The first ever Gigglemug Children’s Theatre Festival, in Burlington, NC, invited the Scientific Mime to give two performances at the Church of the Holy Comforter on March 30, 2019 for children, adults, and others. Asking, “What’s Up With Gravity?” The Mime juggled and wondered why the objects kept falling down, no matter how much force she applied to them. She demonstrated what gravity and other forces look like in action, using the magic of mime. She invited audience members to read aloud signs about forces and motion and make sound and motion gestures with her. The children and adults and others participated with a will and a giggle, or maybe a gill and a wiggle.
After the Flood Variety Show will benefit the “Rebuild Lumberton Initiative”
With a passel of clowns, fools, mimes, bubblers, and what-all. Bring the whole family.
7:00 PM, Friday, February 24, 2017 at the Carolina Civic Center, 315 N. Chestnut St. Lumberton, NC.
In order to formulate a sentence and speak it, for example, we use two sides of the brain. The voice is governed on one side; vocabulary, grammar, and syntax are on the other. The Corpus Callosum is a great band of fibers and neurons uniting the two sides, like a tunnel. It is the only way communication can occur between the two hemispheres. In order to speak a sentence, we engage and connect the two hemispheres of the brain. Many thought processes–remembering, applying, analyzing, synthesizing, evaluating, creating–require that the two sides of the brain communicate with each other.
Any activity that creates neuronal connections between the two hemispheres increases brainpower. Any activity that uses the two sides of the body in two different ways simultaneously builds neuronal connections and increases thinking power. When we are building coordination, we are building brains. Juggling builds coordination by building and strengthening neuronal connections between the two sides of the brain and body.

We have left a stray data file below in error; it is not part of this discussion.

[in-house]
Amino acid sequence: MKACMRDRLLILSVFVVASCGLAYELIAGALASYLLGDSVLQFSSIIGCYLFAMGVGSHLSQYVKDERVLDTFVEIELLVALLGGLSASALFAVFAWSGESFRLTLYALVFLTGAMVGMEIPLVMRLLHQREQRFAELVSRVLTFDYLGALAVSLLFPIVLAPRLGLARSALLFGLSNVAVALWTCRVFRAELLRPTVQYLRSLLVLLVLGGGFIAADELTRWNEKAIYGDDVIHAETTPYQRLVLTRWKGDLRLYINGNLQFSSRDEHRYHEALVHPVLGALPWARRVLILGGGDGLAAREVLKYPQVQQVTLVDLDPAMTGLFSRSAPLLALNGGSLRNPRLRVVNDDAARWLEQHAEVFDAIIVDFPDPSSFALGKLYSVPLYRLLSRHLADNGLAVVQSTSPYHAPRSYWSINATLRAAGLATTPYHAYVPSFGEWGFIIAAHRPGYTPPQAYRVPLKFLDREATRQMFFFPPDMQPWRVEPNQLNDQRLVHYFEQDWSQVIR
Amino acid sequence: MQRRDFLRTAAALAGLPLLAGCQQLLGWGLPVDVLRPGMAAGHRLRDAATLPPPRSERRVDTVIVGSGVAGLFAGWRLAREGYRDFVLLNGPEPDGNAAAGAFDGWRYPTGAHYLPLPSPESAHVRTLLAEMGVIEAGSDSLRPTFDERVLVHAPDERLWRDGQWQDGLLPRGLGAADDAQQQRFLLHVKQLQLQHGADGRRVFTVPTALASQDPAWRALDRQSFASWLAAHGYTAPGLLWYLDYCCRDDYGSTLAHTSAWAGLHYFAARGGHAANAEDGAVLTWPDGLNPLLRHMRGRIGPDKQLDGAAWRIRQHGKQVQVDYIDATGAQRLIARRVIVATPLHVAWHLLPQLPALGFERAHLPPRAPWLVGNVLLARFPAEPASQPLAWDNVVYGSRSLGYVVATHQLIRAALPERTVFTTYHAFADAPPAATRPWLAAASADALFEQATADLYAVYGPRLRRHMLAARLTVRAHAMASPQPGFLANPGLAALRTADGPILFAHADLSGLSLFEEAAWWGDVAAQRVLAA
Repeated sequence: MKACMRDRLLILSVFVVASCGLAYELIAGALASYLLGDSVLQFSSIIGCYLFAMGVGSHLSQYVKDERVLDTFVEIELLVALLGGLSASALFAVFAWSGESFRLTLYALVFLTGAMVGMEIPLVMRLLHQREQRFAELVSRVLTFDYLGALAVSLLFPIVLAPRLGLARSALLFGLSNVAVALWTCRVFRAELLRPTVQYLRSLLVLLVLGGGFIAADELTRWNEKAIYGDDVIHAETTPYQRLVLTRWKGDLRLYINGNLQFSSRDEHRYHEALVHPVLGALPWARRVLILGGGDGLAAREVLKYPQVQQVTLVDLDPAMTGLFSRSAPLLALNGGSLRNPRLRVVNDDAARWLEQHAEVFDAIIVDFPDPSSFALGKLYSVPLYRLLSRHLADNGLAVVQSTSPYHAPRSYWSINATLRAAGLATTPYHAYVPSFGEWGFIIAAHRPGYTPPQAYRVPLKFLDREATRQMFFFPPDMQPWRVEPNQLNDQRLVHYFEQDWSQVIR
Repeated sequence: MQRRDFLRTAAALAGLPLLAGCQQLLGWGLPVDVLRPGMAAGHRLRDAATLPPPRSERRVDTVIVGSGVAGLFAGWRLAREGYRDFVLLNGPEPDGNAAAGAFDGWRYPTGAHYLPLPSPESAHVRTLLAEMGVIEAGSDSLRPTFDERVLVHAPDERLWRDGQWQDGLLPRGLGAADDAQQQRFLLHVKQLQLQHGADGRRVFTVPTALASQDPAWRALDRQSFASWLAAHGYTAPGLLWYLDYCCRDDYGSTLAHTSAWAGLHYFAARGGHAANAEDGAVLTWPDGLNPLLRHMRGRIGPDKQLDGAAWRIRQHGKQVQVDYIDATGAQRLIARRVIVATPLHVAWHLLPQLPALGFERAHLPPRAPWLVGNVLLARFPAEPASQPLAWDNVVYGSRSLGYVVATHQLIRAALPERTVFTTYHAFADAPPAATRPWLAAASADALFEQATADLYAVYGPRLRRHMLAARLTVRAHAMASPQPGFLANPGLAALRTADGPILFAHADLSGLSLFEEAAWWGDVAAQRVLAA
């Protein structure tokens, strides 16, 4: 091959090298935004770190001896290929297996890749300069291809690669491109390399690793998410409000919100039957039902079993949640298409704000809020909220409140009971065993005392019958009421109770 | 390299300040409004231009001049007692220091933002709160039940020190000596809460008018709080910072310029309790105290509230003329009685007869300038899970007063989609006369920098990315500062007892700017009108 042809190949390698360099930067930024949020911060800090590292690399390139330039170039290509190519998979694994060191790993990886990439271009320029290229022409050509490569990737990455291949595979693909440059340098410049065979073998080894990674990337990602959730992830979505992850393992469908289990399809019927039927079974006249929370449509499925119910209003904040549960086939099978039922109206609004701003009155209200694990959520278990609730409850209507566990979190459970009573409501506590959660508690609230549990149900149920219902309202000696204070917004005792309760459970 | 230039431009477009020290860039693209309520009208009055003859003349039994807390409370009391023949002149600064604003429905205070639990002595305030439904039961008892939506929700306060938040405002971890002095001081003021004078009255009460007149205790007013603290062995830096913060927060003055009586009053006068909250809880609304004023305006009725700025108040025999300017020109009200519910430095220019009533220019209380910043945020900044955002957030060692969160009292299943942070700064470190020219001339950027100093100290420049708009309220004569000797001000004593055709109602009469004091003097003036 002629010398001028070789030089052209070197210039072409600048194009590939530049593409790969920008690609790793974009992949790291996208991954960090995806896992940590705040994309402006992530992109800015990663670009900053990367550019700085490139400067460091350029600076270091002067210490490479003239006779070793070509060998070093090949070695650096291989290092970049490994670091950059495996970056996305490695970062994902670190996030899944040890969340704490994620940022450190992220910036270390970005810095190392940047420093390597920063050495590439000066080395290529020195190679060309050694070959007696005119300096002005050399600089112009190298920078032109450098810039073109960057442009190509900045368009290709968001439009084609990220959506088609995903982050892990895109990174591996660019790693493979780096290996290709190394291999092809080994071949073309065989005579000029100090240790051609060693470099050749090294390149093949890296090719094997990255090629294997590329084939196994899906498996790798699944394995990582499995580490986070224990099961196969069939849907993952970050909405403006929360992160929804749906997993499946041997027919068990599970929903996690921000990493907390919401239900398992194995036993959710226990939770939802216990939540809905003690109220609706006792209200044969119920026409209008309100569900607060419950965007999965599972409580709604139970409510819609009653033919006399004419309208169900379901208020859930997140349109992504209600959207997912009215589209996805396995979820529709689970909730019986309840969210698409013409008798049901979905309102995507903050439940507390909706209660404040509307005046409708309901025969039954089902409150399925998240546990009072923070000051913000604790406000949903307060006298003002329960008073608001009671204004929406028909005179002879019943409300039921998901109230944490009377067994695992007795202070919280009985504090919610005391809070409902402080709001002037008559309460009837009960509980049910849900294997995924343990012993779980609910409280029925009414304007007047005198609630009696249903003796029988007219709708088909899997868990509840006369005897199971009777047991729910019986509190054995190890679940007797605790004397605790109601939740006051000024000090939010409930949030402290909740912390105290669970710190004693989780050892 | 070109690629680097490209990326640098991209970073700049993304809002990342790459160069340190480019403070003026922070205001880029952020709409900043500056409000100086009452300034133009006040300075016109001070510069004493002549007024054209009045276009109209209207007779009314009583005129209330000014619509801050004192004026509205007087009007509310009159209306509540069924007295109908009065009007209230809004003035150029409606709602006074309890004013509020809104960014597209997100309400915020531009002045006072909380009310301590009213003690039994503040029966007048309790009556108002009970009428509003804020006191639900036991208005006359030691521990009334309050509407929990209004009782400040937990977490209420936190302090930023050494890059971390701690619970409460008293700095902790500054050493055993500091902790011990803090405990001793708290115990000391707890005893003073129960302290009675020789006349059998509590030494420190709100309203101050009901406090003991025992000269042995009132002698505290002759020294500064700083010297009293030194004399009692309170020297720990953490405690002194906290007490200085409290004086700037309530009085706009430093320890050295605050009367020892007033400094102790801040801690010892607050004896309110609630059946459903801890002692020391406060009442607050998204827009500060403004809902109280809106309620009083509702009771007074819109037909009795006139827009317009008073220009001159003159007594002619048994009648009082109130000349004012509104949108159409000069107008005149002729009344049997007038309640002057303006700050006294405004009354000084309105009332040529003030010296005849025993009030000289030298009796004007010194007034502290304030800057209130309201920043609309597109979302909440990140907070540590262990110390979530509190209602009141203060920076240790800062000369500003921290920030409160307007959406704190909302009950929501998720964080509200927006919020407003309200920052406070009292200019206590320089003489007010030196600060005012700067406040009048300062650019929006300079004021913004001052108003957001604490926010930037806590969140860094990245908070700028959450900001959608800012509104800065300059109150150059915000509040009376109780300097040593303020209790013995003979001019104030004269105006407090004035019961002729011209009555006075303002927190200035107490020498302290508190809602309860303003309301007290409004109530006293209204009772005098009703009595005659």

There are ancillary benefits. One is that once someone learns to juggle and practices it, it naturally becomes a social activity. People are drawn to watch jugglers, and they say, “How do you do that?” Then the juggler interacts with others, teaching others how to do it, gaining social skills, deepening their own understanding of what they are doing, and improving their communication skills.
Another ancillary benefit has to do with who is drawn to learn and practice juggling. Generally speaking, boys get more excited about it. Generally speaking, a lot of boys are primarily kinesthetic learners (as opposed to learning visually or aurally). Kinesthetic learners suffer a disadvantage in traditional classroom structures, which are heavily weighted toward visual and aural learners who can sit still. Kinesthetic learners learn by doing and experiencing and repeating. They tend to score lower in school, and, not coincidentally, have lower status. But athletic prowess can raise their status, as can having a skill like juggling.
Then there are connections to math and physics—juggling is all about numbers and patterns, mechanics and physics. But I won’t go into that, here. And learning to juggle teaches the value of persistence—you learn to keep throwing up and dropping till you get it.
The Mime Who Talks works with first- and second-graders at WG Byers Elementary School through Charlotte’s Arts and Science Council’s Project Lift in April, 2015. At a spring intersession camp, students explore dinosaurs and beef up their literacy through arts and movement. With Kerrigan, they enter the world of dinosaurs using their bodies and imaginations, and write about it as if they were there.
In Raleigh, at Brooks Museums Magnet Elementary School, first-graders use mime, movement, and imagination to write “small-moment narratives.” They will discover details in small moments by acting out the sensory information they experience imaginatively, and then write.
Members of Alternate ROOTS were present to facilitate post-film discussions of films like Wilmington on Fire and Freedom Fighters–documentary films that are seeking progressive social change. It was a treat to see ROOTERS in Wilmington!
The SE Center for Education in the Arts hosted a forum at the University of Tennessee in Chattanooga in May, 2013. Sheila was invited to present a workshop, called, “How Do I Get My Students to Collaborate and Discuss Effectively?” Fellow mime and co-founder of the Southeast Center for Arts Integration, Jef Lambdin, also attended and assisted with the workshop (and drove and made the trip fun). About a dozen educators, artists, and administrators participated with a will. They created beautiful mini-performances about equity and social justice, using a collaborative method that Sheila has developed for use in the classroom. “I love it when a plan comes together!” (Hannibal from The A-Team)